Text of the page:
Few question these types of accounts because they are published in reputable journals.

When you write “** ******* ** *** ********* **** *********** **** **** ******* ** **** **** ** ******** ******** **** ****** ********** ** *** **********” it seizes my attention very quickly. I would like to use the response you gave, but I’ll give you a Mulligan if it’s something you would strongly prefer I leave unpublished.

 

BRAUN

*** ****** *** *** **** ** ****** **** ***** ****** **** **** **** **** ** ** **** ** ***** ***** ********** ******** ** *******

 

ZFC

I apologize for failing to make my point clear.

This has nothing directly to do with your paper. This has to do with my enthusiasm about publishing the response you sent me as it relates to the issue of academic publishing.

You may not be aware the journalistic justification for publishing anything we get by email that isn’t explicitly restricted. So to pare my point down to essentials: Is it perfectly fine with you if I publish your response?

 

BRAUN


**** ***** ** *** ***** * *** ******* * ** *** **** ***** *********** *** ********* ** ******** *** ******* ** *** ***** *********** *** ********* ** ** ******* ** *** ******** ** ******** ******** ***** ******** ******* ********* ***********

 

ZFC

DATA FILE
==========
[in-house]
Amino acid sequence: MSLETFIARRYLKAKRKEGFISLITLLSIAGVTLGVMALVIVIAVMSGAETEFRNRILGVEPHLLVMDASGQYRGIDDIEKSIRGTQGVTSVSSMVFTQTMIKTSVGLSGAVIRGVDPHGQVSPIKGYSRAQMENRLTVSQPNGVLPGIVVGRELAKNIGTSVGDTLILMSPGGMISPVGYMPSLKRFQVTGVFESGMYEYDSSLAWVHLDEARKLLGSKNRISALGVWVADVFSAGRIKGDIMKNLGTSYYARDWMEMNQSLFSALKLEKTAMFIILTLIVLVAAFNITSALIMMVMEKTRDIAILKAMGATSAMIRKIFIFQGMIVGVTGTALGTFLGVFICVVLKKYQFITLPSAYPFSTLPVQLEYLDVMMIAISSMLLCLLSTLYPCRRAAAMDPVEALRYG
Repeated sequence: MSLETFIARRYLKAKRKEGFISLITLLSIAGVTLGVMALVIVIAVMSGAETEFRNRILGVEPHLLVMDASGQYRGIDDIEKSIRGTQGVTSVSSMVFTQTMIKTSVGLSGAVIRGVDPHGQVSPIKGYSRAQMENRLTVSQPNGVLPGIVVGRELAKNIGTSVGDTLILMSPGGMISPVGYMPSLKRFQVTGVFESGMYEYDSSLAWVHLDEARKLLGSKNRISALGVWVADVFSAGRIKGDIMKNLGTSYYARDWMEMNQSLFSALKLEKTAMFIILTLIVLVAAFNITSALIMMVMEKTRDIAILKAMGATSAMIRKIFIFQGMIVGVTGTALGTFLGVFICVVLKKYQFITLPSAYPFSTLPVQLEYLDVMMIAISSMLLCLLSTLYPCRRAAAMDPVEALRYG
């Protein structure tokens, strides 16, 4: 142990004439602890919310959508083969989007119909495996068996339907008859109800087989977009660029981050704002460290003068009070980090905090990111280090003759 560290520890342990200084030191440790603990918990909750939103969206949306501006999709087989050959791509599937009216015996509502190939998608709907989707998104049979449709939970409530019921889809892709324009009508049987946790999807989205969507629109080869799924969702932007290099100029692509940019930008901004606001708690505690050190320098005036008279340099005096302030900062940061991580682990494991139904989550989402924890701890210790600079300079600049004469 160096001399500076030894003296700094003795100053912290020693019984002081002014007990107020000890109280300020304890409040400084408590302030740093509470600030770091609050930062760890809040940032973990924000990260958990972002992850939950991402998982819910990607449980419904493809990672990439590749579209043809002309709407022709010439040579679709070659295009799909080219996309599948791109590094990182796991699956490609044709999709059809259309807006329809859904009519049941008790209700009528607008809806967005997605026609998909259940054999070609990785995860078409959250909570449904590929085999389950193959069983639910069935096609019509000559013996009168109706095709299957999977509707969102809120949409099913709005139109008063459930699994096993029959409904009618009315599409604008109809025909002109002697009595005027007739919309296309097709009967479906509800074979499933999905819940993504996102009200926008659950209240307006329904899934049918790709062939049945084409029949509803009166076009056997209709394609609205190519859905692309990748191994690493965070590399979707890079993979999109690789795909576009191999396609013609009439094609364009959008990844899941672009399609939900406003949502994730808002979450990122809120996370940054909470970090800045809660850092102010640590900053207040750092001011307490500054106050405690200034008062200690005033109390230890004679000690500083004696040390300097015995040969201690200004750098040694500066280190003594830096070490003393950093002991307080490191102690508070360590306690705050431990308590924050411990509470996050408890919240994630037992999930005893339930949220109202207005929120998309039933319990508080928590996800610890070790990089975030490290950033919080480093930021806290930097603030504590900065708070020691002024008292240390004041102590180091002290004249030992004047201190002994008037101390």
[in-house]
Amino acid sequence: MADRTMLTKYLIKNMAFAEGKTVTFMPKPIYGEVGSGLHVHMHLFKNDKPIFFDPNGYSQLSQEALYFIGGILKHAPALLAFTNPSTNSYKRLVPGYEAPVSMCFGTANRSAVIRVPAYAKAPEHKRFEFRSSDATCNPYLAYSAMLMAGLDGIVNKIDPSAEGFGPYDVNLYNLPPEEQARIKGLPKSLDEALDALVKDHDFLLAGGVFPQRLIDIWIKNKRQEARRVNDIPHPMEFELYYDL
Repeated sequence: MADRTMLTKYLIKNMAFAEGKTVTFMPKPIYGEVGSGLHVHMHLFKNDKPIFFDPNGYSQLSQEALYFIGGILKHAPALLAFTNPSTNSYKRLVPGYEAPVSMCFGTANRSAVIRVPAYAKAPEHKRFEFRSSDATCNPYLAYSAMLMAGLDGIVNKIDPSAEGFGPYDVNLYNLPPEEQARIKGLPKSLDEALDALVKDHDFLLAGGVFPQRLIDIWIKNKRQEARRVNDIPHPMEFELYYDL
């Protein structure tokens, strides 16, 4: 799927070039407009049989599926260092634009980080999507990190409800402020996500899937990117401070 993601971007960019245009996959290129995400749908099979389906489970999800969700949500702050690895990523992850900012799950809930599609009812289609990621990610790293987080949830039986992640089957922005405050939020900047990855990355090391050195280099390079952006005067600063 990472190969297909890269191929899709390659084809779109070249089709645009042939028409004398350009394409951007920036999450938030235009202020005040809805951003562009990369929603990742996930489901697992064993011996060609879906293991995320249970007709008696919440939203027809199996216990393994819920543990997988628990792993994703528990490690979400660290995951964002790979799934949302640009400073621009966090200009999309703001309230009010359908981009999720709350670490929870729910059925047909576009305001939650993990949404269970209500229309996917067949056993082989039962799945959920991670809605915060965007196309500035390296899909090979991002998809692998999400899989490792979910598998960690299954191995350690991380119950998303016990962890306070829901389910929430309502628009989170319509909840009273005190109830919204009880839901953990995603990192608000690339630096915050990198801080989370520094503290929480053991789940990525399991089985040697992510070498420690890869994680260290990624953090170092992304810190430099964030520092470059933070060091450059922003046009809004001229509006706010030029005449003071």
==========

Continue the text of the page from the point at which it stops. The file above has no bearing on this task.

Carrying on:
“**** ***** ** *** ***** * *** *******”

It looked to me as though you were making the point that you didn’t care whether using the PolitiFact material for your research was solid science so long as it was accepted to the point of enabling you to publish your work.

That’s what makes your response to [sic] interesting, and since the position is controversial I’m trying to find out whether you’re comfortable having it published (“** ******** ** *** ********* **** *********** **** **** ******* ** **** **** ** ******** ******** **** ****** ********** ** *** *********”).


 

Lips Moving BraunNotes:

Could I have misinterpreted Braun’s remarks? Sure. On the other hand, Braun does not want his remarks published. We think transparency is Braun’s best bet if my interpretation of his statement was way off track.

We think journalists telling the story of the HLAM research should ask questions like the ones we asked.

Hopefully those questions will get some answers someday.

We would enthusiastically welcome and respond in print to comments or criticisms from any of the authors of HLAM.